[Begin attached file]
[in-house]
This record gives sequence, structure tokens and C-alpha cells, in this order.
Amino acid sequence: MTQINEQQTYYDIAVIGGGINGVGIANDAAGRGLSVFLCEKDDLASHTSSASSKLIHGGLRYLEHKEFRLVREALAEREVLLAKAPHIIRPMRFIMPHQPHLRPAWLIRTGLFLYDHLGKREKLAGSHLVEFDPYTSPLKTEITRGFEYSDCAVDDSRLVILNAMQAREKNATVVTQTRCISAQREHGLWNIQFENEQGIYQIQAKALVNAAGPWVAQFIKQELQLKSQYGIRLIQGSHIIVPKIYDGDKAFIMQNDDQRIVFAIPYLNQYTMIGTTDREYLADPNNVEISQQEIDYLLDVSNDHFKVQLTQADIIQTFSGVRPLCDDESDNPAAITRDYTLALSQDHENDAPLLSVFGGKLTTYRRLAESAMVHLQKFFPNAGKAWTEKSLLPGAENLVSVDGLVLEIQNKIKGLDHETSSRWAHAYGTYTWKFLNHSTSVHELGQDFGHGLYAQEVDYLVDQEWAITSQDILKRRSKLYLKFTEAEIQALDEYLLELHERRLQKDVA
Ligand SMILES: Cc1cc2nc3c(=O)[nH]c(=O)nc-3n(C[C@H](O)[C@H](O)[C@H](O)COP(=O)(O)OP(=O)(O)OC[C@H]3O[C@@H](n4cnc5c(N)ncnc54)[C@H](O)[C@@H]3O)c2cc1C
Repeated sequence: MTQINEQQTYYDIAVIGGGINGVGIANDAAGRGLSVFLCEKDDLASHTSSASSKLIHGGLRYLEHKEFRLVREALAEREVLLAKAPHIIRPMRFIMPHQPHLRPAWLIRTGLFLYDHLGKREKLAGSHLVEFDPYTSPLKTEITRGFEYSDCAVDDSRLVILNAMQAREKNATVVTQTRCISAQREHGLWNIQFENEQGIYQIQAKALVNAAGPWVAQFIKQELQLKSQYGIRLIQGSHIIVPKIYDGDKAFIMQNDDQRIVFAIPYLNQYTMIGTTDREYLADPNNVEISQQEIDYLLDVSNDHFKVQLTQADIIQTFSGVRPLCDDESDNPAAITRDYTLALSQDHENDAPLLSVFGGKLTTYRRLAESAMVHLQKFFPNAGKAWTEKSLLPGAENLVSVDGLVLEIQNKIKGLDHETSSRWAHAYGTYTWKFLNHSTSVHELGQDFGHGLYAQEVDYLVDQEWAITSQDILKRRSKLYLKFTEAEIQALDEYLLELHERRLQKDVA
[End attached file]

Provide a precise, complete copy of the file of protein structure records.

[in-house]
This record gives sequence, structure tokens and C-alpha cells, in this order.
Amino acid sequence: MTQINEQQTYYDIAVIGGGINGVGIANDAAGRGLSVFLCEKDDLASHTSSASSKLIHGGLRYLEHKEFRLVREALAEREVLLAKAPHIIRPMRFIMPHQPHLRPAWLIRTGLFLYDHLGKREKLAGSHLVEFDPYTSPLKTEITRGFEYSDCAVDDSRLVILNAMQAREKNATVVTQTRCISAQREHGLWNIQFENEQGIYQIQAKALVNAAGPWVAQFIKQELQLKSQYGIRLIQGSHIIVPKIYDGDKAFIMQNDDQRIVFAIPYLNQYTMIGTTDREYLADPNNVEISQQEIDYLLDVSNDHFKVQLTQADIIQTFSGVRPLCDDESDNPAAITRDYTLALSQDHENDAPLLSVFGGKLTTYRRLAESAMVHLQKFFPNAGKAWTEKSLLPGAENLVSVDGLVLEIQNKIKGLDHETSSRWAHAYGTYTWKFLNHSTSVHELGQDFGHGLYAQEVDYLVDQEWAITSQDILKRRSKLYLKFTEAEIQALDEYLLELHERRLQKDVA
Ligand SMILES: Cc1cc2nc3c(=O)[nH]c(=O)nc-3n(C[C@H](O)[C@H](O)[C@H](O)COP(=O)(O)OP(=O)(O)OC[C@H]3O[C@@H](n4cnc5c(N)ncnc54)[C@H](O)[C@@H]3O)c2cc1C
Repeated sequence: MTQINEQQTYYDIAVIGGGINGVGIANDAAGRGLSVFLCEKDDLASHTSSASSKLIHGGLRYLEHKEFRLVREALAEREVLLAKAPHIIRPMRFIMPHQPHLRPAWLIRTGLFLYDHLGKREKLAGSHLVEFDPYTSPLKTEITRGFEYSDCAVDDSRLVILNAMQAREKNATVVTQTRCISAQREHGLWNIQFENEQGIYQIQAKALVNAAGPWVAQFIKQELQLKSQYGIRLIQGSHIIVPKIYDGDKAFIMQNDDQRIVFAIPYLNQYTMIGTTDREYLADPNNVEISQQEIDYLLDVSNDHFKVQLTQADIIQTFSGVRPLCDDESDNPAAITRDYTLALSQDHENDAPLLSVFGGKLTTYRRLAESAMVHLQKFFPNAGKAWTEKSLLPGAENLVSVDGLVLEIQNKIKGLDHETSSRWAHAYGTYTWKFLNHSTSVHELGQDFGHGLYAQEVDYLVDQEWAITSQDILKRRSKLYLKFTEAEIQALDEYLLELHERRLQKDVA